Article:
(PROJECT 2- CHEN) The hypothesis to be tested in this project is that transplant of gene-modified HSPC and T-cells give rise to repopulating cells exhibiting normal differentiation. The other projects proposed in this program investigate genetic modifications of HSPC and/or T-cell populations to either resist infection from HIV-1 (Project 4: Symonds), provide anti-HIV-1 effector activity (Project 3: Kitchen), or improve the efficiency of engraftment (Project 1: An). We propose to track behavior of individual transduced cells within the population of transplanted and repopulating cells by using vector integration sites (VIS) as a marker to uniquely identify individual repopulating clones and assess the behavior of these clones for repopulation characteristics. Repopulation of normal non-gene modified HSPC and T-cells results from the additive contributions of hundreds to thousands of stem and progenitor cells which give rise to clones of repopulating mature blood cells. Classicly, it was thought that these repopulating cells are relatively homogeneous in regards to features such as longevity and differentiation, however the recent studies tracking the behavior of individual HSPC clones in mice and our recent clonal tracking studies of HSPC in non-human primates demonstrate that these stem and progenitor cells represent complex mixtures of cells having diverse functional properties. Heterogeneous populations of HSPC differ in regards to multiple factors, including relative contribution to repopulation, self-renewal, commitment to differentiation lineage, and longevity. Gene modification with transgenes which further alter the genetic properties of these cells introduces additional possibilities for inadvertent and potentially adverse behavior changes. Clonal analysis of gene-modified HSPC can address the likelihood of successful HSPC genetic therapy for HIV-1 disease. For example, it is important to have long- term repopulation by many gene-modified HSPC clones (polyclonal) capable of multilineage differentiation, particularly into HIV target cells, myeloid and lymphoid cell, and well represented in all primary and secondary lymphoid tissues. Analysis depends upon having a high-throughput technology that can accurately quantitate and sensitively detect clones. To that end, we have adapted the genomic pyrosequencing technology for this purpose and published a validated high throughput assay which enables a quantitative and sensitive enumeration of individual VIS and, in combination with intensive bioinformatics computation, determines the relative frequencies of progeny derived from individual HSPC within a given tissue sample. This project will utilize humanized mice and non-human primate tissue samples derived from Projects 1 and 3 for clonal tracking.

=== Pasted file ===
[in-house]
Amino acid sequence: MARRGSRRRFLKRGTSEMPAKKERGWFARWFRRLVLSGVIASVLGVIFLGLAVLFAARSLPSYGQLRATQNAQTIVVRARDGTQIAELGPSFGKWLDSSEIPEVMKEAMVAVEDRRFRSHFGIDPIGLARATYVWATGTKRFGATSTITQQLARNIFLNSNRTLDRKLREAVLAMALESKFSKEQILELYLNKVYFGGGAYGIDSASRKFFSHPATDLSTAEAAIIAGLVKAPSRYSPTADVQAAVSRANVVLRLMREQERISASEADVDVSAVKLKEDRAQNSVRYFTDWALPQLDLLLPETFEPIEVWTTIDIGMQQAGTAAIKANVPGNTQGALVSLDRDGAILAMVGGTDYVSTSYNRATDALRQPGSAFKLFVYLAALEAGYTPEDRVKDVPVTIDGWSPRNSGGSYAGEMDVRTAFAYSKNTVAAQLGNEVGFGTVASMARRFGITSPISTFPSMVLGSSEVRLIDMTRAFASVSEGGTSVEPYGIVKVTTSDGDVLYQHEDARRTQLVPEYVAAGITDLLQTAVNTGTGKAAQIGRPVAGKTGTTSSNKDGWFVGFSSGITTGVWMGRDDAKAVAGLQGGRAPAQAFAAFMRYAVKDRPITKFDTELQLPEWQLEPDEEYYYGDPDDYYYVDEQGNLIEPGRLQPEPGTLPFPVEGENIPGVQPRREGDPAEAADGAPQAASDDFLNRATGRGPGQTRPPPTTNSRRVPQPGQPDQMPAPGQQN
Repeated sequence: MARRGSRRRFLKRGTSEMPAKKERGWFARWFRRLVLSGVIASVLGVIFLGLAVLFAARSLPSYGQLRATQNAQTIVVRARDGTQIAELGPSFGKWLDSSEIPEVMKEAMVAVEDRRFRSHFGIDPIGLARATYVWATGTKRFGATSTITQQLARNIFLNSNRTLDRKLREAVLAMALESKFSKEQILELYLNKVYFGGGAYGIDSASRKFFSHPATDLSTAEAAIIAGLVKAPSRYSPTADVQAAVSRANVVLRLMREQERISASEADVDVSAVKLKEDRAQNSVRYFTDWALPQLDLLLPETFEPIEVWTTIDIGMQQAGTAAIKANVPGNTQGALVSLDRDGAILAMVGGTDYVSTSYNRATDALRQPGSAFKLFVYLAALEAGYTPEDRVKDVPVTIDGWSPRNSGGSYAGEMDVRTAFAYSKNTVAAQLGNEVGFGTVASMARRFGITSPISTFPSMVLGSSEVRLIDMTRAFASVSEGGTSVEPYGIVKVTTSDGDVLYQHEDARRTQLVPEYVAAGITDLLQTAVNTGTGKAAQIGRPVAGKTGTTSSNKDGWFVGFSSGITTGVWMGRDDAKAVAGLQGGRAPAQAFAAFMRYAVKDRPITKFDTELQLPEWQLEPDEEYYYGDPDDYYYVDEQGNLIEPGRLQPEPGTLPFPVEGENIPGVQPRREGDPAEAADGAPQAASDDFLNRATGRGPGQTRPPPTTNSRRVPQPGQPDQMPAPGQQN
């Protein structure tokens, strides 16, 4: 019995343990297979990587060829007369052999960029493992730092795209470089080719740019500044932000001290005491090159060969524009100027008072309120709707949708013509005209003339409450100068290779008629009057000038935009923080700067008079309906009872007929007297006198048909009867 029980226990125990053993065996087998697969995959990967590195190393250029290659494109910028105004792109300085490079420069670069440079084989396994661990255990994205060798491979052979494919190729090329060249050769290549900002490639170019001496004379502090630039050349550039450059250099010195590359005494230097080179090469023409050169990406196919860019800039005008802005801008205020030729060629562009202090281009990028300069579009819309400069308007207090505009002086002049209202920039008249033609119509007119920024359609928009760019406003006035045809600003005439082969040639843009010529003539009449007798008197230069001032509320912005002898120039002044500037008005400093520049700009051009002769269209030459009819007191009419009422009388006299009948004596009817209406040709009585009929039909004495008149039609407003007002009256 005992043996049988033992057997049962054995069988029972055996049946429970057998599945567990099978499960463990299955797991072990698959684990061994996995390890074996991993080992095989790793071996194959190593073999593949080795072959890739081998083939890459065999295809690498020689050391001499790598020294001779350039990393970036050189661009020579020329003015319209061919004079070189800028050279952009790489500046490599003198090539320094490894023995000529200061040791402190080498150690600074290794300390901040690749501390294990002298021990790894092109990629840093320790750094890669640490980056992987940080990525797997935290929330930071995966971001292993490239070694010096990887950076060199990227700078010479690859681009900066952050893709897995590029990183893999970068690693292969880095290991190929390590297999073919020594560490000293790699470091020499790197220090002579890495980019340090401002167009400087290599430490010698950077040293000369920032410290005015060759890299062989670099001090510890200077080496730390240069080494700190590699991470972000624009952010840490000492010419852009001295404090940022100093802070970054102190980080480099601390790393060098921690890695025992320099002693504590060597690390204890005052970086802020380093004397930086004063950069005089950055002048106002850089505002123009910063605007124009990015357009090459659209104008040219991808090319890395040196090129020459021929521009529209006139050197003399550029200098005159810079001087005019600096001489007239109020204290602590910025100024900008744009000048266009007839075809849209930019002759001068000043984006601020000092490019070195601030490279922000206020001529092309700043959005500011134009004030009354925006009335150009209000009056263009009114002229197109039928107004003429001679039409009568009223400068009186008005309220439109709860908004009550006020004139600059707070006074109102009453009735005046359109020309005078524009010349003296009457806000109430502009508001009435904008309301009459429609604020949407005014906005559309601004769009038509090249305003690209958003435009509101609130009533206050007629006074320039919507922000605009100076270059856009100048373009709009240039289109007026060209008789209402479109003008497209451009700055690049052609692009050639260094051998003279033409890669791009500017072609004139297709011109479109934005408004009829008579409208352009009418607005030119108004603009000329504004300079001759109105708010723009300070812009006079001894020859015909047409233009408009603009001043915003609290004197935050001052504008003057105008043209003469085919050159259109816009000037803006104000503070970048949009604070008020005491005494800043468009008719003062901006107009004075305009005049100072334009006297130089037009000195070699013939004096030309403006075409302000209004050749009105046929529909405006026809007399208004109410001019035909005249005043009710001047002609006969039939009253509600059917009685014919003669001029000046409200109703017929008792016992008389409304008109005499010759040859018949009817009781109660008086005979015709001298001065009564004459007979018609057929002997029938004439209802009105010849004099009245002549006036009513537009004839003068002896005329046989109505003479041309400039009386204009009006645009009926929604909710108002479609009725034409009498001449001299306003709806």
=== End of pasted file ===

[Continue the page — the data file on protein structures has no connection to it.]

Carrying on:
National Institute of Health (NIH)
National Institute of Allergy and Infectious Diseases (NIAID)
Research Program--Cooperative Agreements (U19)
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Special Emphasis Panel (ZAI1)
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University of California Los Angeles
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